Projecting the 2008 Red Sox

Last year, we received plenty of good feedback on my attempt to project the 2007 Red Sox and Yankees.  As I’ve described earlier this offseason, one of the methods I used came up with a remarkable 105 wins — four off the Red Sox’ 2007 Pythag record. That was a flawed prediction, and I won’t be repeating the method for reasons I’ll detail below. But the other, more accurate method came up with 99 wins — just three off the Sox’ actual total and two off the Pythag — basically splitting the difference. Not bad.

Since you all seemed to enjoy it — and since the projections didn’t fall flat on their faces — here is Part 1 of our second annual Predictions Special, projecting the Red Sox. The Yankees’ projections will be forthcoming.

Last year, I started by using a hybrid of Bill James and PECOTA, but determined that the difference between the individual projections was negligible on offense, and James was far too optimistic in projecting pitchers. This year, let’s try only PECOTA, which has been determined time and again to be the most accurate of the projection systems out there anyway.

The Offense

First, a look back at the Sox’ 2007 lineup:

Name

2007 stats

Pedroia .317/.380/.442, 8 HR, 48 XBH, 47 BB, 42 K, 86 R
Youkilis .288/.390/.453, 16 HR, 53 XBH, 77 BB, 83 RBI
Ortiz .332/.445/.621, 35 HR, 88 XBH, 111 BB, 117 RBI
Ramirez .296/.388/.493, 20 HR, 54 XBH, 71 BB, 88 RBI
Lowell .324/.378/.501, 21 HR, 60 XBH, 191 H, 120 RBI
Drew .270/.373/.423, 11 HR, 45 XBH, 79 BB, 64 RBI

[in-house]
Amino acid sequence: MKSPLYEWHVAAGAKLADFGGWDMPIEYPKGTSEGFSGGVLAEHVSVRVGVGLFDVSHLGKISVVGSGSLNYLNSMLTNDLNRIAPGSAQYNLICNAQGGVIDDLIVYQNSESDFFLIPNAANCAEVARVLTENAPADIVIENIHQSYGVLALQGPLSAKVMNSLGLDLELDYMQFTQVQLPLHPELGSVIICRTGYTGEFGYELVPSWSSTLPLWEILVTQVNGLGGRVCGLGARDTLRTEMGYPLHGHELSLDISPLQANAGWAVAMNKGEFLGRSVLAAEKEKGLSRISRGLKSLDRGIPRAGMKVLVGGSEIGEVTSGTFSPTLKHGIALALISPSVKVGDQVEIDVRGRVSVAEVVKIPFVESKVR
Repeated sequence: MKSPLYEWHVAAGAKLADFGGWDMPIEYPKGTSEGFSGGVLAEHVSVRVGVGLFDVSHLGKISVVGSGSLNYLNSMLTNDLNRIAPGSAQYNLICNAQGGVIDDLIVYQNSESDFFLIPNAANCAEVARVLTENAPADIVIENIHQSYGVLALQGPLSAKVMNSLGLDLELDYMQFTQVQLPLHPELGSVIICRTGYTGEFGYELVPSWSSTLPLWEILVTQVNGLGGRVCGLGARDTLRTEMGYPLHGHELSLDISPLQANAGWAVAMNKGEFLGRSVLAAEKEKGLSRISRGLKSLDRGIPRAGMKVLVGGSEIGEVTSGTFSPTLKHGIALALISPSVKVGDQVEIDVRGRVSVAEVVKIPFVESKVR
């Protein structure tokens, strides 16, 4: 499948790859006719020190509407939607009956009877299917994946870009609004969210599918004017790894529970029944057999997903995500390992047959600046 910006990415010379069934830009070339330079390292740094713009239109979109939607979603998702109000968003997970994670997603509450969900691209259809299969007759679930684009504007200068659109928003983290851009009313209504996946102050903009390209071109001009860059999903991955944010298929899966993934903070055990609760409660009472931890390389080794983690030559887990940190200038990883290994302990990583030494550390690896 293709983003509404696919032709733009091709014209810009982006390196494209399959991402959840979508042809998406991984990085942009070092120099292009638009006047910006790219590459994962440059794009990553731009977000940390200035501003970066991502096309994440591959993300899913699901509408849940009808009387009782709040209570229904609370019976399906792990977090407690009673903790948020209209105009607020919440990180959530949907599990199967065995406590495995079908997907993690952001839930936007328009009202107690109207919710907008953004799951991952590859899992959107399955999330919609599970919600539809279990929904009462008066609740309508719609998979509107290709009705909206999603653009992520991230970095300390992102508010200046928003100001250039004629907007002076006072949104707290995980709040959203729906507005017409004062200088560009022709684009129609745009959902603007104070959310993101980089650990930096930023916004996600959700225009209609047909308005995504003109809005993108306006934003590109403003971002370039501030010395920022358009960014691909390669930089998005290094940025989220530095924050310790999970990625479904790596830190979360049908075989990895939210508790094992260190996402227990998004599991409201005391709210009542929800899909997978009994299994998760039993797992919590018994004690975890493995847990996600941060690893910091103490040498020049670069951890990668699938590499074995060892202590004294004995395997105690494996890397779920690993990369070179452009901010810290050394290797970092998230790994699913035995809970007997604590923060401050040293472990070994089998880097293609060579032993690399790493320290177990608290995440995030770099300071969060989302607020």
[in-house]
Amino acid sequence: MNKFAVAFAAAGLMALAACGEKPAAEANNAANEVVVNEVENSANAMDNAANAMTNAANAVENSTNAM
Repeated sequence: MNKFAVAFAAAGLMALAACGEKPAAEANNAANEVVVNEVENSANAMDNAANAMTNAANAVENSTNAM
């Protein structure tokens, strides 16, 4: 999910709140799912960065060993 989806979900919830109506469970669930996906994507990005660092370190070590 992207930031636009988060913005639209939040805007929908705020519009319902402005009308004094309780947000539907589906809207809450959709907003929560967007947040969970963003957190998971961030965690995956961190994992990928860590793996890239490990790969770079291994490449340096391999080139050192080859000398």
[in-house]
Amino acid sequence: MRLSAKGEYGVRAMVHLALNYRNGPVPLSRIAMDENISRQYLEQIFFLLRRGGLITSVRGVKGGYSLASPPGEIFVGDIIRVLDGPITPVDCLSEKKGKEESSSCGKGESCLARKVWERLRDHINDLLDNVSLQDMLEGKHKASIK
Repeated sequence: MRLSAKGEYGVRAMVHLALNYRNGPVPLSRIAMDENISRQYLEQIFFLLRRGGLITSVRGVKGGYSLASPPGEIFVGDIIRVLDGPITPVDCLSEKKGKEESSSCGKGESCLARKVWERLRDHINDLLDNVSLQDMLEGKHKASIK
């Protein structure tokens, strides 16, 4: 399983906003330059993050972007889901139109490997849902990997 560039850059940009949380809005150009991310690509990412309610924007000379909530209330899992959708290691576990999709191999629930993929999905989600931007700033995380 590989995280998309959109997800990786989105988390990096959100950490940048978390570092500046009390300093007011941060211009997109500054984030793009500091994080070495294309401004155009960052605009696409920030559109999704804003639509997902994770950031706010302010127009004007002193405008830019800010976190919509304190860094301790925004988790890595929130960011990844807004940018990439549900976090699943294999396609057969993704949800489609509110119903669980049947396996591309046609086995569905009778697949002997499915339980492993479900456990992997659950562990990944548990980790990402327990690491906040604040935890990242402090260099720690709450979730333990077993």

Varitek .255/.367/.421, 17 HR, 35 XBH, 122 K, 68 RBI
Crisp .268/.330/.382, 6 HR, 41 XBH, 60 RBI, 28 SB
Lugo .237/.294/.349, 8 HR, 46 XBH, 73 RBI, 33 SB

This was your typical lineup — Lowell and Drew flipped back and forth, Crisp was in and out as Ellsbury heated up, Manny missed a month, etc. But on any given day in 2007, this was the lineup trotted out there — and it was largely a top-heavy beast, a gaping hole beyond Mike Lowell in the five spot until Drew got hot in August.

Using the Lineup Analysis Tool, that lineup should have scored 5.80 runs per game, or 940 runs. The best iteration could have scored 5.94 (if you want to bat Ortiz second and Drew ninth, with Lowell at cleanup). The worst would score 5.48 (with Lugo leading off). In fact, the Red Sox last year scored 867 runs, or 5.35 per game — a loss of about seven wins. That’s what giving Wily Mo Pena, Eric Hinske and Alex Cora a season’s worth of at-bats will do for you.

How does that compare to PECOTA’s projections for 2008?

Name

2008 projection

Ellsbury .287/.346/.395, 5 HR, 41 XBH, 52 RBI, 32 SB
Pedroia .295/.361/.430, 10 HR, 51 XBH, 53 BB, 50 K, 81 R
Ortiz .282/.402/.541, 35 HR, 74 XBH, 111 BB, 119 RBI
Ramirez .281/.381/.486, 21 HR, 51 XBH, 72 BB, 84 RBI
Youkilis .272/.373/.448, 17 HR, 55 XBH, 79 BB, 81 RBI
Lowell .285/.345/.437, 14 HR, 50 XBH, 146 H, 79 RBI
Drew .267/.346/.421, 11 HR, 39 XBH, 65 BB, 60 RBI
Varitek .255/.352/.420, 11 HR, 29 XBH, 86 K, 49 RBI (384 PA)
Lugo .275/.337/.384, 6 HR, 36 XBH, 46 RBI, 21 SB